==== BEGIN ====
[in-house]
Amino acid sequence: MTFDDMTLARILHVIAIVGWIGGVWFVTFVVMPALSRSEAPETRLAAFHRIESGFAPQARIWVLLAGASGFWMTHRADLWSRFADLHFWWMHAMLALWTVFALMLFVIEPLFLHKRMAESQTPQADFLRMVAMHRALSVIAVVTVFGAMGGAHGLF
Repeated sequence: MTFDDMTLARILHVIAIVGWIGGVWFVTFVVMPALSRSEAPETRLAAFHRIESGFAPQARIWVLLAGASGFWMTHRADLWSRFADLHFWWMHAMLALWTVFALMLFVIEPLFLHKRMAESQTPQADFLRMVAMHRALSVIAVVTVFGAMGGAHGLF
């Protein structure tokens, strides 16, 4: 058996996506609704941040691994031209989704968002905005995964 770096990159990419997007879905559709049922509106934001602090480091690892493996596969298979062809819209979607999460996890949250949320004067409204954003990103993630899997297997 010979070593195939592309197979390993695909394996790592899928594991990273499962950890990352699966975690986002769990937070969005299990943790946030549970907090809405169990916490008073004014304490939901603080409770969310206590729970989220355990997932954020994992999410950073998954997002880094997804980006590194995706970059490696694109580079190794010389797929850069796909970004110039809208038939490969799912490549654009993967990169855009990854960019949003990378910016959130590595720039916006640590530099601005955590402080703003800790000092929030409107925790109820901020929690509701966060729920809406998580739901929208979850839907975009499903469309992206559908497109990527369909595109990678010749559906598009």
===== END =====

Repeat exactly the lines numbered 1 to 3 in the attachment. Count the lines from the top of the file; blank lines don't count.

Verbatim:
[in-house]
Amino acid sequence: MTFDDMTLARILHVIAIVGWIGGVWFVTFVVMPALSRSEAPETRLAAFHRIESGFAPQARIWVLLAGASGFWMTHRADLWSRFADLHFWWMHAMLALWTVFALMLFVIEPLFLHKRMAESQTPQADFLRMVAMHRALSVIAVVTVFGAMGGAHGLF
Repeated sequence: MTFDDMTLARILHVIAIVGWIGGVWFVTFVVMPALSRSEAPETRLAAFHRIESGFAPQARIWVLLAGASGFWMTHRADLWSRFADLHFWWMHAMLALWTVFALMLFVIEPLFLHKRMAESQTPQADFLRMVAMHRALSVIAVVTVFGAMGGAHGLF